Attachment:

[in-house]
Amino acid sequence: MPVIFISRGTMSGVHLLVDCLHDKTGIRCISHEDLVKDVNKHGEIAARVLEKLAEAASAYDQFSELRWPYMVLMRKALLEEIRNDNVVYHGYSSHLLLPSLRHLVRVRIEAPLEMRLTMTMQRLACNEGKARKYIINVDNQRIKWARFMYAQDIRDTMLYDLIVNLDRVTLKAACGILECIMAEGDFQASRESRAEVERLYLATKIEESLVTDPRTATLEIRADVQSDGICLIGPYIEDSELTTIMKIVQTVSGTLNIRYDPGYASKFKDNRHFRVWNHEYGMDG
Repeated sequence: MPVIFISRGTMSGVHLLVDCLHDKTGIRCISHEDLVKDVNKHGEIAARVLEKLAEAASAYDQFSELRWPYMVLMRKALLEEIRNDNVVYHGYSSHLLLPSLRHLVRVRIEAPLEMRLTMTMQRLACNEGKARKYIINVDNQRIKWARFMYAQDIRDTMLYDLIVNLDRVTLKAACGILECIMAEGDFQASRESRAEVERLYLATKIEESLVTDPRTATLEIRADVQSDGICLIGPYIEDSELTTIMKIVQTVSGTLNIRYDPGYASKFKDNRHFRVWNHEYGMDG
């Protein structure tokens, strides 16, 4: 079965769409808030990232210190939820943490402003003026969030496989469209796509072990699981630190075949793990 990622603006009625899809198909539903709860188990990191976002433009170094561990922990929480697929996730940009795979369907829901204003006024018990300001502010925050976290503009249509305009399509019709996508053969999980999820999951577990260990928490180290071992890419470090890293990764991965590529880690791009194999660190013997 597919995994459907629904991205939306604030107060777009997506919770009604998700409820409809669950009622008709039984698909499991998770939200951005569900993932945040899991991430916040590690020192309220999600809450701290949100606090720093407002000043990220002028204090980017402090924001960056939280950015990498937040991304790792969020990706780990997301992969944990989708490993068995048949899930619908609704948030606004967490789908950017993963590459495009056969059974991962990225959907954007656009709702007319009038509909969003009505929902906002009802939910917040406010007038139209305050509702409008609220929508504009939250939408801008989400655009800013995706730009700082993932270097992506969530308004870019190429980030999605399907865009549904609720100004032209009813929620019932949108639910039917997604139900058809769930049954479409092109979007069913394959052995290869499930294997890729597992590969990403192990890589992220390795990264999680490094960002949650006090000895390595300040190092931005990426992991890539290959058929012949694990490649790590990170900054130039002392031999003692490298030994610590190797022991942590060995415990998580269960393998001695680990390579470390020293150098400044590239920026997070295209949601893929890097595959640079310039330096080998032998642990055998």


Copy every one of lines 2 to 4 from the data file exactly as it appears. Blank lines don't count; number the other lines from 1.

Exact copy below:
Amino acid sequence: MPVIFISRGTMSGVHLLVDCLHDKTGIRCISHEDLVKDVNKHGEIAARVLEKLAEAASAYDQFSELRWPYMVLMRKALLEEIRNDNVVYHGYSSHLLLPSLRHLVRVRIEAPLEMRLTMTMQRLACNEGKARKYIINVDNQRIKWARFMYAQDIRDTMLYDLIVNLDRVTLKAACGILECIMAEGDFQASRESRAEVERLYLATKIEESLVTDPRTATLEIRADVQSDGICLIGPYIEDSELTTIMKIVQTVSGTLNIRYDPGYASKFKDNRHFRVWNHEYGMDG
Repeated sequence: MPVIFISRGTMSGVHLLVDCLHDKTGIRCISHEDLVKDVNKHGEIAARVLEKLAEAASAYDQFSELRWPYMVLMRKALLEEIRNDNVVYHGYSSHLLLPSLRHLVRVRIEAPLEMRLTMTMQRLACNEGKARKYIINVDNQRIKWARFMYAQDIRDTMLYDLIVNLDRVTLKAACGILECIMAEGDFQASRESRAEVERLYLATKIEESLVTDPRTATLEIRADVQSDGICLIGPYIEDSELTTIMKIVQTVSGTLNIRYDPGYASKFKDNRHFRVWNHEYGMDG
């Protein structure tokens, strides 16, 4: 079965769409808030990232210190939820943490402003003026969030496989469209796509072990699981630190075949793990 990622603006009625899809198909539903709860188990990191976002433009170094561990922990929480697929996730940009795979369907829901204003006024018990300001502010925050976290503009249509305009399509019709996508053969999980999820999951577990260990928490180290071992890419470090890293990764991965590529880690791009194999660190013997 597919995994459907629904991205939306604030107060777009997506919770009604998700409820409809669950009622008709039984698909499991998770939200951005569900993932945040899991991430916040590690020192309220999600809450701290949100606090720093407002000043990220002028204090980017402090924001960056939280950015990498937040991304790792969020990706780990997301992969944990989708490993068995048949899930619908609704948030606004967490789908950017993963590459495009056969059974991962990225959907954007656009709702007319009038509909969003009505929902906002009802939910917040406010007038139209305050509702409008609220929508504009939250939408801008989400655009800013995706730009700082993932270097992506969530308004870019190429980030999605399907865009549904609720100004032209009813929620019932949108639910039917997604139900058809769930049954479409092109979007069913394959052995290869499930294997890729597992590969990403192990890589992220390795990264999680490094960002949650006090000895390595300040190092931005990426992991890539290959058929012949694990490649790590990170900054130039002392031999003692490298030994610590190797022991942590060995415990998580269960393998001695680990390579470390020293150098400044590239920026997070295209949601893929890097595959640079310039330096080998032998642990055998």